So, sorry for the shortened section, time for me to watch the Yankees probably lose to the Angels (ain’t DVRs great?).

Mark

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The Wayback Machine

12 Comments

What’s the point of this entry you may be asking yourself? For those unfortunates who heard my keynote at AGDC a few years ago I spent a fair amount of time talking about some of the true pioneers in the online industry. Now that I have this little soapbox (which today may feel more like a soapdish), I thought I’d continue that train of thought. So, the Wayback Machine will be a way for me (and others I hope at some point) to share stories, anecdotes, etc. about things that happened in the early, primitive days of online games, ya’ know like a year or two before WoW came out?!? While some of the information that will be in these features may be already known and/or recorded elsewhere I’m hoping that these stories will help bring the information to a wider audience as well as fill in some other, personal details. The fact that the subject of this piece only generates a couple of hundred hits in Google is ridiculous.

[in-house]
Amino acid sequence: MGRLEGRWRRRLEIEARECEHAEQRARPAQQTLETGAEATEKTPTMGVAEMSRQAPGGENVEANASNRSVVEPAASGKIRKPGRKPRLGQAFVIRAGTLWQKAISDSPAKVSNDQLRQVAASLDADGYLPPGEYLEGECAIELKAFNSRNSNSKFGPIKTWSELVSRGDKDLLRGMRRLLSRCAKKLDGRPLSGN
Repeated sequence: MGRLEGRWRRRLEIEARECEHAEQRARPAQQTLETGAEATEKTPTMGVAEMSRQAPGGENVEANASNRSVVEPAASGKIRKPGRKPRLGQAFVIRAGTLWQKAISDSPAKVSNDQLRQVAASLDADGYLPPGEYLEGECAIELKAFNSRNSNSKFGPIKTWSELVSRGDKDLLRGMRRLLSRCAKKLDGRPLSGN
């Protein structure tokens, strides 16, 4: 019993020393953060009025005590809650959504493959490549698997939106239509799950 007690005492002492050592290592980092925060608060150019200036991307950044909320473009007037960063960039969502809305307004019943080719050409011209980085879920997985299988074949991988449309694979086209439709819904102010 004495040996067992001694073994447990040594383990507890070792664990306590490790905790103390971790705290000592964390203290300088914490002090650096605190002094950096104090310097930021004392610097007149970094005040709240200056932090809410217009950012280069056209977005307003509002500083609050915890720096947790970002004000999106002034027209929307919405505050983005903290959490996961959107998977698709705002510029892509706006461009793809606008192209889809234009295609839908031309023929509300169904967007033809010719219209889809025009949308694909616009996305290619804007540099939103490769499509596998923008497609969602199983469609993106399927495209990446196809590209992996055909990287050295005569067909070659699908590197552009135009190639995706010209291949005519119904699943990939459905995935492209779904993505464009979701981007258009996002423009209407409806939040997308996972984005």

So, tonight’s short story will be about GEnie and its founder/creator Bill Louden. Its history is encapsulated very nicely on the Wiki (http://en.wikipedia.org/wiki/GEnie) but that history leaves out a lot of details and really doesn’t quite do justice to GEnie and the people who helped bring it about. So, for tonight’s tale I’ll write a little bit about Bill and the debt that every developer of online games owes to him and GEnie. I expect I’ll continue to expand this piece over time but I’ve got to try to cut down on my tendency to build AMAZING WALLS OF TEXT.